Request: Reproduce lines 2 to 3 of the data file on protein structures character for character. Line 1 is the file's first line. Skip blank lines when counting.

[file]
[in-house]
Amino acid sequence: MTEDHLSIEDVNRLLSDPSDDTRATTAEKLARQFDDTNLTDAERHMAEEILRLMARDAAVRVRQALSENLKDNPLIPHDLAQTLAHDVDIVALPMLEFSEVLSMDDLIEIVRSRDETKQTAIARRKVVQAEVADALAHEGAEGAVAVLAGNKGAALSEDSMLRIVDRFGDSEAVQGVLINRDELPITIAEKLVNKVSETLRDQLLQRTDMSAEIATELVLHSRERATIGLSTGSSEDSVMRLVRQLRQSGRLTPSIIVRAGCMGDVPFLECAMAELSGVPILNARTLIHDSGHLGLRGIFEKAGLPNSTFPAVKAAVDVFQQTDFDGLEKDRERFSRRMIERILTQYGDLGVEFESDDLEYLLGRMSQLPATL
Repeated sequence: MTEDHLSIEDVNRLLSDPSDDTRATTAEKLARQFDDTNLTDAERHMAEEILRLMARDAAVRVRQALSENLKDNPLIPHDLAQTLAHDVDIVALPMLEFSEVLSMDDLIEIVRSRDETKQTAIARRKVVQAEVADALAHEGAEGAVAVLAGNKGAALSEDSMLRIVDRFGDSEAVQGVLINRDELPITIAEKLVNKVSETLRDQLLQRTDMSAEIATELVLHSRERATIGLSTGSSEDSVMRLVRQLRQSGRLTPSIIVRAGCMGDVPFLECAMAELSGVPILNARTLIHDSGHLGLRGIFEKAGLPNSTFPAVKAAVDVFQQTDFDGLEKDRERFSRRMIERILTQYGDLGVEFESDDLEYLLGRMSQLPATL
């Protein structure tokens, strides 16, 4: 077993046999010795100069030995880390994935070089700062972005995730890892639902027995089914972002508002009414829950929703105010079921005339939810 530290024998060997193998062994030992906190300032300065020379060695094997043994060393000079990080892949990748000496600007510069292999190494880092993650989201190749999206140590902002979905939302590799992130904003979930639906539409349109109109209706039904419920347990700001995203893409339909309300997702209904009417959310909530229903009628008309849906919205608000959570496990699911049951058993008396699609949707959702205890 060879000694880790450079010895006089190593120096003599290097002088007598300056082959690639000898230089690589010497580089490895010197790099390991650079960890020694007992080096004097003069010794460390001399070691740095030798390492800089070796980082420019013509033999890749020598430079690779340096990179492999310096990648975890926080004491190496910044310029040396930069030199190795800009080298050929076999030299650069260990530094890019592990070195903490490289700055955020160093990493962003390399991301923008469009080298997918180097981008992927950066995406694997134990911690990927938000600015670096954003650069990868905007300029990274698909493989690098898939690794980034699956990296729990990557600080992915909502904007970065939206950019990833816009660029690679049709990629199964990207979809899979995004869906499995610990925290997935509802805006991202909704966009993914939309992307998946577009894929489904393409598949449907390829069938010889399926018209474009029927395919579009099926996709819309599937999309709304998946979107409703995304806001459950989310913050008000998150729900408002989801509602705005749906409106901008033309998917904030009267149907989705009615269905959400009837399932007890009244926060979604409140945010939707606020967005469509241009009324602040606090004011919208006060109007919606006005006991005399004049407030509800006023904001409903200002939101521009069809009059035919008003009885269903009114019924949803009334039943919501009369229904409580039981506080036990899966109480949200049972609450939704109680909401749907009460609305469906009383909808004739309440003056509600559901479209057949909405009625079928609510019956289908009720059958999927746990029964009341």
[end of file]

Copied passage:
Amino acid sequence: MTEDHLSIEDVNRLLSDPSDDTRATTAEKLARQFDDTNLTDAERHMAEEILRLMARDAAVRVRQALSENLKDNPLIPHDLAQTLAHDVDIVALPMLEFSEVLSMDDLIEIVRSRDETKQTAIARRKVVQAEVADALAHEGAEGAVAVLAGNKGAALSEDSMLRIVDRFGDSEAVQGVLINRDELPITIAEKLVNKVSETLRDQLLQRTDMSAEIATELVLHSRERATIGLSTGSSEDSVMRLVRQLRQSGRLTPSIIVRAGCMGDVPFLECAMAELSGVPILNARTLIHDSGHLGLRGIFEKAGLPNSTFPAVKAAVDVFQQTDFDGLEKDRERFSRRMIERILTQYGDLGVEFESDDLEYLLGRMSQLPATL
Repeated sequence: MTEDHLSIEDVNRLLSDPSDDTRATTAEKLARQFDDTNLTDAERHMAEEILRLMARDAAVRVRQALSENLKDNPLIPHDLAQTLAHDVDIVALPMLEFSEVLSMDDLIEIVRSRDETKQTAIARRKVVQAEVADALAHEGAEGAVAVLAGNKGAALSEDSMLRIVDRFGDSEAVQGVLINRDELPITIAEKLVNKVSETLRDQLLQRTDMSAEIATELVLHSRERATIGLSTGSSEDSVMRLVRQLRQSGRLTPSIIVRAGCMGDVPFLECAMAELSGVPILNARTLIHDSGHLGLRGIFEKAGLPNSTFPAVKAAVDVFQQTDFDGLEKDRERFSRRMIERILTQYGDLGVEFESDDLEYLLGRMSQLPATL